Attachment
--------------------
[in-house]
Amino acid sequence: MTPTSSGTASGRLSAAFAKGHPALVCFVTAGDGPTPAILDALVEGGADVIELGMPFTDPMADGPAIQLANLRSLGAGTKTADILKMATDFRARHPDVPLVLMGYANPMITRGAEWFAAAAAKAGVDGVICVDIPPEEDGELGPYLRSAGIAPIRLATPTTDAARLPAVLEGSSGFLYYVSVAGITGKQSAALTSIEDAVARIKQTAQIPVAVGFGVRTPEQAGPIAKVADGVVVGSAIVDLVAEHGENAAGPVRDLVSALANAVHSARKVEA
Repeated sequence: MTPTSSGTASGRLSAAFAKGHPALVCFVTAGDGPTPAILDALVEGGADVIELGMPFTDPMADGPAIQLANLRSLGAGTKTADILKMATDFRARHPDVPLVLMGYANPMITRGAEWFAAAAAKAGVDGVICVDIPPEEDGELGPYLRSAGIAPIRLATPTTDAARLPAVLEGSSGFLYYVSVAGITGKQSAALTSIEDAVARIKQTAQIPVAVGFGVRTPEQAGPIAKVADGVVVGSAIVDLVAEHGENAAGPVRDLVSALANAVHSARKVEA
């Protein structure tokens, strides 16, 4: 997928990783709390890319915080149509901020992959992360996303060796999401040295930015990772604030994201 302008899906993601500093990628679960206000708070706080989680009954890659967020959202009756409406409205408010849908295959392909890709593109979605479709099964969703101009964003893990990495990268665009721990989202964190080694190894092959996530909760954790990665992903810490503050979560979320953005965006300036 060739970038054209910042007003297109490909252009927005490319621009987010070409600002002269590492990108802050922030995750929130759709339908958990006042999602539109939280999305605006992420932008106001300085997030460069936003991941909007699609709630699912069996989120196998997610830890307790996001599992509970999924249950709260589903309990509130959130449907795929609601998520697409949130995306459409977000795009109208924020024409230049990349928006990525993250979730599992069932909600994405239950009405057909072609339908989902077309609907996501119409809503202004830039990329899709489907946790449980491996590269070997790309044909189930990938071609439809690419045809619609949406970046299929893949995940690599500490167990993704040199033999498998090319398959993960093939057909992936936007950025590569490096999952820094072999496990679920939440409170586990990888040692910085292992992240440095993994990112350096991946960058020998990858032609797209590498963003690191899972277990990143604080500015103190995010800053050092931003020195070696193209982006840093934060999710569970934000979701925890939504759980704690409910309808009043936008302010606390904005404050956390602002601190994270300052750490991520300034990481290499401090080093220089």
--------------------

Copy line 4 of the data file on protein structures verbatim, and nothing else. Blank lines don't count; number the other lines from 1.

């Protein structure tokens, strides 16, 4: 997928990783709390890319915080149509901020992959992360996303060796999401040295930015990772604030994201 302008899906993601500093990628679960206000708070706080989680009954890659967020959202009756409406409205408010849908295959392909890709593109979605479709099964969703101009964003893990990495990268665009721990989202964190080694190894092959996530909760954790990665992903810490503050979560979320953005965006300036 060739970038054209910042007003297109490909252009927005490319621009987010070409600002002269590492990108802050922030995750929130759709339908958990006042999602539109939280999305605006992420932008106001300085997030460069936003991941909007699609709630699912069996989120196998997610830890307790996001599992509970999924249950709260589903309990509130959130449907795929609601998520697409949130995306459409977000795009109208924020024409230049990349928006990525993250979730599992069932909600994405239950009405057909072609339908989902077309609907996501119409809503202004830039990329899709489907946790449980491996590269070997790309044909189930990938071609439809690419045809619609949406970046299929893949995940690599500490167990993704040199033999498998090319398959993960093939057909992936936007950025590569490096999952820094072999496990679920939440409170586990990888040692910085292992992240440095993994990112350096991946960058020998990858032609797209590498963003690191899972277990990143604080500015103190995010800053050092931003020195070696193209982006840093934060999710569970934000979701925890939504759980704690409910309808009043936008302010606390904005404050956390602002601190994270300052750490991520300034990481290499401090080093220089």